He pulled into the Monmouth parking lot, though remained in his car with the windows up and the bass from his music rattling the car. Ronan Lynch did not “do” feelings, and certainly did not “do” feelings for a boy whose name he didn’t know and whose life he had placed in jeopardy.
Love at first sight didn’t exist because Ronan did not believe in love or the ability for himself to more than tolerate another individual. He lost that ability the day he came home to find his father’s corpse lying mangled in the driveway, remnants of a fresh rain shower mixing with lost blood. He lost that ability when Declan signed his mother off to the hospital and banned Ronan from the family property.
He saw himself a monster, turning further and further away from the person he used to be.
He believed he was too far gone to ever go back.
When he left his car and walked through the never locked entrance to Monmouth Manufacturing, the only other occupant of the spacious building was sitting on the floor with a lamp at his side, scrawling feverishly into an overstuffed notebook.
Richard Gansey slept just as much as Ronan, though where the latter turned to alcohol and street racing to cope with his problems, the former read books about Welsh Kings and made miniature models of the places his trust fund allowed him to travel.
“Ronan! We have a new roommate.” Gansey said, stopping Ronan before he could slither off to his room where he would lie awake for hours, not thinking about the desk attendant (or his hands).
Gansey chuckled in a way that only Gansey could, patronizing without intending to be, “His name is Noah and he’s an Aglionby alum and the three of us are going out for pizza tomorrow.”
“So we’re picking up strays now?” He knew the question was hypocritical because Gansey had, quite literally, picked Ronan up after the death of his father and moved him into Monmouth.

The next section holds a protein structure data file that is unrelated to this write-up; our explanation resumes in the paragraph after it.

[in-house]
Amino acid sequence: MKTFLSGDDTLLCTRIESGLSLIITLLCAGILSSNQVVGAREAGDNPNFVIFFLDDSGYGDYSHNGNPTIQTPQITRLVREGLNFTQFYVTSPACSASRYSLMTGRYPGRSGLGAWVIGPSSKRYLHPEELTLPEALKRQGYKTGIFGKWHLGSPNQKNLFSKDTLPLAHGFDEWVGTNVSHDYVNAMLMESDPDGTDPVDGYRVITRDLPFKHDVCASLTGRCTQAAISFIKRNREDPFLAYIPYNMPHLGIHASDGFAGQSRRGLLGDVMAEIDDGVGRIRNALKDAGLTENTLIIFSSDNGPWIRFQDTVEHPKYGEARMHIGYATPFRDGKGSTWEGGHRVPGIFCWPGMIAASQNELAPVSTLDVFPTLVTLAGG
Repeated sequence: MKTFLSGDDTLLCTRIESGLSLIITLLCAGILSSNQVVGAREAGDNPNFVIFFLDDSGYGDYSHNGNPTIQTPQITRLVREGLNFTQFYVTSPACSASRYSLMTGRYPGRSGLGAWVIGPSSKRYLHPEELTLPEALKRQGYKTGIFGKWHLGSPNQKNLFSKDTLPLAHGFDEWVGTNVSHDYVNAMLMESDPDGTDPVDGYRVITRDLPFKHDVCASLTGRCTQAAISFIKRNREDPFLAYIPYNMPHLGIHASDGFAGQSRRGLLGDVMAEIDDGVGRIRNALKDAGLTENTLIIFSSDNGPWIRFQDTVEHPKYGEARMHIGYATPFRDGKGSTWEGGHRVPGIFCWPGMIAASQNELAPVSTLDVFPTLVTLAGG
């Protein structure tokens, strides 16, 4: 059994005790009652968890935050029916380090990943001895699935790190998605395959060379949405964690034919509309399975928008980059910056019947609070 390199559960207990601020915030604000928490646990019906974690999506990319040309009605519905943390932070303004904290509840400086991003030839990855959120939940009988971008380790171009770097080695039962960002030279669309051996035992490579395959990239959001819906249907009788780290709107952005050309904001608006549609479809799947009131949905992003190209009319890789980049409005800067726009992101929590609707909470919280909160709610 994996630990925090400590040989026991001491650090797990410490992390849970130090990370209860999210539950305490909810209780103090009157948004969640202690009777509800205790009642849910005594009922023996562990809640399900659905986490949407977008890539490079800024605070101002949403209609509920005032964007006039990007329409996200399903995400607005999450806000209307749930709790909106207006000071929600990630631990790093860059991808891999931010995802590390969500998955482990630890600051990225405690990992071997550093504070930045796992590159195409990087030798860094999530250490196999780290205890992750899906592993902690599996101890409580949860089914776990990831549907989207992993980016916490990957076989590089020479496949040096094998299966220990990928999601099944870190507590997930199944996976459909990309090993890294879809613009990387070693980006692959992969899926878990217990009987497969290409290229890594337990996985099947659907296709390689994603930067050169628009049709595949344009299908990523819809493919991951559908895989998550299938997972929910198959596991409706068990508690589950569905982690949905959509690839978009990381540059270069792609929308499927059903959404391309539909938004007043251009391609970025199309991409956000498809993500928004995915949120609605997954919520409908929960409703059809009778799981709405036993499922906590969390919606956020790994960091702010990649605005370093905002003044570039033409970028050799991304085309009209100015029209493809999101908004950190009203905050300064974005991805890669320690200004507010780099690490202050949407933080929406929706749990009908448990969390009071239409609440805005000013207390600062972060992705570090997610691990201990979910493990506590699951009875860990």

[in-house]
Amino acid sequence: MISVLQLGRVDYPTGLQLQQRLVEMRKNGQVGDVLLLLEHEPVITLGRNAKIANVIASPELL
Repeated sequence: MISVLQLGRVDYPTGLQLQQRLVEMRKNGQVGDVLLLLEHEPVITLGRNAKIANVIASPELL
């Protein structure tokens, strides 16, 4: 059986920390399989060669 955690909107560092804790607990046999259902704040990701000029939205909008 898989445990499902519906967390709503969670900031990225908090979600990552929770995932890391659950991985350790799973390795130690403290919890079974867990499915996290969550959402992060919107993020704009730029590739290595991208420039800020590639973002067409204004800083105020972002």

Still, he was territorial.
Ronan never heard the footsteps approaching until a quiet, though unfamiliar voice said “It’s only temporary.”
Looking at Noah was like looking at a ghost. His nearly translucent skin and light blond hair coupled with his haggard facial features made him appear otherworldly. His timidness told Ronan he was escaping something or some one. He would fit in perfectly with Gansey’s Island of Misfit Toys.
“God, Gansey, where did you find him?”
“The Aglionby Alumni Facebook Group.”
Ronan knew better than to question why Gansey, who had not yet graduated, joined the alumni network. He knew better than to question what it was that made Gansey choose to offer the space up to another visitor, no matter how temporary, without Ronan’s approval.
“I’m going to bed.” He said, leaving the space that suddenly felt too crowded with three bodies instead of two.
In his room with the door closed, Ronan found an open bottle of liquor. The burning of his throat as he drank from the bottle felt therapeutic. The day had been too much; he felt ashamed and embarrassed and disposable all at once.
Ashamed because the desk attendant, with his hands and his voice and his smile, made Ronan feel something he tried so hard to suppress.
Embarrassed because his own recklessness nearly cost someone their life.
Disposable because Noah appeared to be the perfect housemate and Ronan was not.
He finished the bottle and tossed it aside, spreading himself across his unmade bed and watching as the world around him spun.
When he dreamt that night, he dreamt of a world where his father had lived and his mother could speak and he could kiss a boy if he wanted to. A world where he could be the hero, not the monster.
In the morning he would find that dreams were just that; fantasies and glimpses of the unobtainable.